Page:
MARKET PLACE YOUTH CLUB, PONTEFRACT
by BOB MARSHALL
The article on the above topic, featured in the October
issue of The Digest, brought back many fond memories, but essentially
missed out on much of the history involved.
In the early years of World War Two, the youth of this country were
encouraged to join movements such as the Air Training Corps, the Army
Cadets and the Navy Cadets, with a view to preparing them for military
service. An addition the Scouts, Guides, etc, was the Youth Club movement,
the aims of which were good citizenship and training in such things
as First Aid, Air Raid precautions, food management, and other things
connected to the War Effort.
I was present on the first evening that the Market Place Youth Club
was formed. If my memory is correct, that took place in the Autumn of
1941. You had to have reached school-leaving age, 14, to be eligible
to join, and I had turned 14 in the summer of that year. That first
meeting was held in premises behind W.H. Smiths, as it was in those
days next to Bratley’s Chemist.
The Club’s first leader was Miss Edwardson, and I believe that everything
was government funded, under the aegis of the West Riding County Council
The Club had one room downstairs, used for woodwork tuition, and five
rooms, in a line, on the upper floor. The first of these rooms was solely
for girls and was barred to the male sex. The second, the main hall,
was used as a gymnasium and dance hall. The middle room was the canteen
where hot drinks and the girls culinary efforts were served. Down two
steps was room number four which contained a table tennis table. There
was a billiard table in the end room.
All the activities up to 9pm were designed to include teenagers in the
War effort; First Aid for everyone, Keep Fit in the gymnasium for both
sexes (separately), Cooking and \Knitting for the girls and so on.
After 9pm, dancing was allowed in the Hall to records played on a turntable,
through an old electric radio acting as an amplifier. This was set up
in the cupboard described in the article, the music being by Victor
Sylvester, Joe Loss, Nat Gonella, and many others. As you will imagine,
this was the most interesting part of the evening. It was here that
many of us first learned to dance and it was whilst dancing “proper”
ballroom dances, such as the Waltz, Quickstep, Foxtrot, Tango, Veleta,
and that popular “ice breaker”, the Palais Glide, that many of us (myself
included) met our future girlfriends and, later wives.
Miss Edwardson was very stern in maintaining good order but also very
approachable. She was a keen walker and cyclist, which led to a cycling
section being formed. It was through her that we were introduced to
the great outdoors of the surrounding countryside. A permanent camp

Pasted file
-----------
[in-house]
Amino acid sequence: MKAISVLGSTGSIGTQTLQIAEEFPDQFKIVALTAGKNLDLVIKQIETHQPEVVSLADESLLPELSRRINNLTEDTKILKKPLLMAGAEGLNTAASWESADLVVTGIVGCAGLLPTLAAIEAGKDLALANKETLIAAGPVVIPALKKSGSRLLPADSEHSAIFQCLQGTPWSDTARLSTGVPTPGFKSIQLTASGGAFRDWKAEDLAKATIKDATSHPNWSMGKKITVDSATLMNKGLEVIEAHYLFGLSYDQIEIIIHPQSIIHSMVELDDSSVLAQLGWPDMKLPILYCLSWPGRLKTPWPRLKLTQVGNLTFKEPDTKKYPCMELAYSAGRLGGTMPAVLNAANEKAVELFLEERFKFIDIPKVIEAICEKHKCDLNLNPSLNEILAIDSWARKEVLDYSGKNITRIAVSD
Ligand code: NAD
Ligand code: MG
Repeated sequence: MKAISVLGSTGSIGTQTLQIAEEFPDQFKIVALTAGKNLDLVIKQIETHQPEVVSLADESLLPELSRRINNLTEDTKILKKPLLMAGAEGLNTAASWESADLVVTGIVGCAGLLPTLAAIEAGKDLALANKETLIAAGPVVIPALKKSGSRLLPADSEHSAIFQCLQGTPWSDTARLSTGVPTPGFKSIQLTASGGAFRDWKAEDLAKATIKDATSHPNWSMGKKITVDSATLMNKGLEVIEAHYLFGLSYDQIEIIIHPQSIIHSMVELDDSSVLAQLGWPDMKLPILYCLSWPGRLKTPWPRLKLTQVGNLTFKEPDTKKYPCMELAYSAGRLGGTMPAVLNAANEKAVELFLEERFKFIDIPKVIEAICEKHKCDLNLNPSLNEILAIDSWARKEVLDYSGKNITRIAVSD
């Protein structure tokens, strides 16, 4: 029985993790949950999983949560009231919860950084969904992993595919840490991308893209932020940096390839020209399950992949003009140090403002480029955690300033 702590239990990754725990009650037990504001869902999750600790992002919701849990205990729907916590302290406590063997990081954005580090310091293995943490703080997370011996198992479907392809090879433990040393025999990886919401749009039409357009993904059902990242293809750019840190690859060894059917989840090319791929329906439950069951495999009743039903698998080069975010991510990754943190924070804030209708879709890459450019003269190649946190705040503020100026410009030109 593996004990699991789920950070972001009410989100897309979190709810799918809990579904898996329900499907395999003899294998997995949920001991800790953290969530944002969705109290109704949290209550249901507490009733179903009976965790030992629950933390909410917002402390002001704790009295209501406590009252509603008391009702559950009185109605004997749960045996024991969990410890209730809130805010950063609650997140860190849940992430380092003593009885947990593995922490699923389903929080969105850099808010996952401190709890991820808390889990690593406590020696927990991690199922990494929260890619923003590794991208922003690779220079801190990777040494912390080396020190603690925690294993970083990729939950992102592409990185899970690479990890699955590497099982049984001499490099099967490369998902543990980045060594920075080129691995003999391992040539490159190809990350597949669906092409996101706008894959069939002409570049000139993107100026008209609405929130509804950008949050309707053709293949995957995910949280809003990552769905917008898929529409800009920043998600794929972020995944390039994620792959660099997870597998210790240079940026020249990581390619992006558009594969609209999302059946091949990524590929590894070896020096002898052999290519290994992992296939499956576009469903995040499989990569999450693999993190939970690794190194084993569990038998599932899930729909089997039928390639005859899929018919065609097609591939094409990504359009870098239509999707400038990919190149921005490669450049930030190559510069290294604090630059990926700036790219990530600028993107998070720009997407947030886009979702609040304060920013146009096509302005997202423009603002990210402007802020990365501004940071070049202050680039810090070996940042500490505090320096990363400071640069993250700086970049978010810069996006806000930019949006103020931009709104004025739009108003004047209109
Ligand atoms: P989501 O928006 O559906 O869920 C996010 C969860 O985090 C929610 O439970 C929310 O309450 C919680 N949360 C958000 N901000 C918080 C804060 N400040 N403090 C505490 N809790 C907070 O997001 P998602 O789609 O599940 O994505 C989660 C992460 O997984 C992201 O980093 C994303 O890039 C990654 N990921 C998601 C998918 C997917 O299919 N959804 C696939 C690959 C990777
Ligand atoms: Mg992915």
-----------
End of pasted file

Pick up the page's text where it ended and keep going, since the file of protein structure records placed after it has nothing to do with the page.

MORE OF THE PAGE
was set up in Brocodale Woods, between Wentbridge and Smeaton, where
we spent most of our weekends during the summer.
Our first long trip with “Eddie”, was a week in Pateley Bridge. We stayed
in a school, sleeping on palliasses stuffed with straw, with everyone
doing the cooking and cleaning together.
Alf Fox then took over the cycling section and took us all round Yorkshire.
As a keen cyclist and a member of the Cyclist Tourist Club, he knew
all the little places where you could get a mug of tea and a sandwich..
In later years, we joined the Youth Hostel’s Association and stayed
in hostels at Malham, Ingleton and Kettlewell. One year, a party of
us visited North Wales and Snowdonia; the following year, we went to
the Lake District. many of us also branched out on our own, travelling
around in small groups, keeping up membership year after year.
When the YHA bought a big house in Burley Woodhead, weekend working
parties from Pontefract played a large part in renovating the premises.
Builder’s son, Phil Brunt, led this effort. He drove there in a car,
pulling a trailer loaded with building materials. the rest of us had
to go on our bikes. The Longbottom brothers, Eddie as a joiner and ken
as a plasterer, were the trained operatives, with everyone else providing
As the threat of invasion receded and with very little bombing taking
place locally, the Club became more of a social event, as the war went
on and obviously remained so.
Miss Edwardson left late on in the war and was succeeded by George Cherryholme
and Kath Atkinson. Once again, the Club worked its magic and they were
Herbert Heptinstall obviously followed George and Kath, with the results
described in the article.
Looking at the list of members, I recognise a few of the names, but
the following are some of the founder and early members:
Eric Hoaksey, Frank Chappell, Vernon Morton, Bob Wilson, Frank Richardson,
“Tunny” Gates, Derrick Davies, Alan and Geoff Leadbetter, Dave and Ken
Woodall, Eddie and Ken Longbottom, Joan Neal, Megan Spence, Elsie Scholes,
Sheila Burnett, Joan Blackburn, Dot and Kath Barratt, Doreen Binns,
Elvia Reynolds, Christine Toulson, Beryl Clark, Des Roberts, Dennis
Brown, Eric Ivers, Colin Peacock, Roy Ward, Ron Bell, Hazel Burton,
Edna Wilson, Hilda Brooke, Jeff Fox, Wilf Marshall, Mavis Garbutt, Frank
Dutton, Joan Walker, Stan Keighley, Barbara Mercer, Bill Ward, Don Brooks
and finally Marjorie and Joan Gibson, (the latter being Alf Fox’s nieces).